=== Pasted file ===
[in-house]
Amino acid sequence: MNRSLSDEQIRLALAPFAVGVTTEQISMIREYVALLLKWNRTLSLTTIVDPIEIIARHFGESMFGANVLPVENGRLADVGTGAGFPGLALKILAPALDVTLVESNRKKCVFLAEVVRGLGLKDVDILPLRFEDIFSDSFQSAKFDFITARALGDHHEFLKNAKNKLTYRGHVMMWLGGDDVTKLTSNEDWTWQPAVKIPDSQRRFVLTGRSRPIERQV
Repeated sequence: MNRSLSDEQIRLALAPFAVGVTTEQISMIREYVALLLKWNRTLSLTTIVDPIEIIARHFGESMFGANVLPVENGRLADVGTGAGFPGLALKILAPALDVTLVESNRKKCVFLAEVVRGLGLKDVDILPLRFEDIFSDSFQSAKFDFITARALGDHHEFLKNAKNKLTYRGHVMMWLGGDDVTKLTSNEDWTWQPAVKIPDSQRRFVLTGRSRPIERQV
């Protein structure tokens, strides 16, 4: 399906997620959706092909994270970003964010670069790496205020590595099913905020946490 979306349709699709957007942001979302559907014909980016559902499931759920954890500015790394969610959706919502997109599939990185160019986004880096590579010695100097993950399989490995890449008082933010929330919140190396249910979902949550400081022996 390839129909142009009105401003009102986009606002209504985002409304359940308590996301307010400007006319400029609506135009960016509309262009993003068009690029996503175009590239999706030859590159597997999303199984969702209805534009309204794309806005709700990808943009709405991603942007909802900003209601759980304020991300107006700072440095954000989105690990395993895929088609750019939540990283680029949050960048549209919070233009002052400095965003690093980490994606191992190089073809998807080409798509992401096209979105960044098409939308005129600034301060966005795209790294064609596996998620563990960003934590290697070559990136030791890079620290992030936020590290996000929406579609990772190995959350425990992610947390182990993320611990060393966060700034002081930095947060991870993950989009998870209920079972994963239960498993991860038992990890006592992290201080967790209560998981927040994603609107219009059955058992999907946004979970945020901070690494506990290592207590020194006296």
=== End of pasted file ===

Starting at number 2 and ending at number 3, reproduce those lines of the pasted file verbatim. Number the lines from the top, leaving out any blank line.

Amino acid sequence: MNRSLSDEQIRLALAPFAVGVTTEQISMIREYVALLLKWNRTLSLTTIVDPIEIIARHFGESMFGANVLPVENGRLADVGTGAGFPGLALKILAPALDVTLVESNRKKCVFLAEVVRGLGLKDVDILPLRFEDIFSDSFQSAKFDFITARALGDHHEFLKNAKNKLTYRGHVMMWLGGDDVTKLTSNEDWTWQPAVKIPDSQRRFVLTGRSRPIERQV
Repeated sequence: MNRSLSDEQIRLALAPFAVGVTTEQISMIREYVALLLKWNRTLSLTTIVDPIEIIARHFGESMFGANVLPVENGRLADVGTGAGFPGLALKILAPALDVTLVESNRKKCVFLAEVVRGLGLKDVDILPLRFEDIFSDSFQSAKFDFITARALGDHHEFLKNAKNKLTYRGHVMMWLGGDDVTKLTSNEDWTWQPAVKIPDSQRRFVLTGRSRPIERQV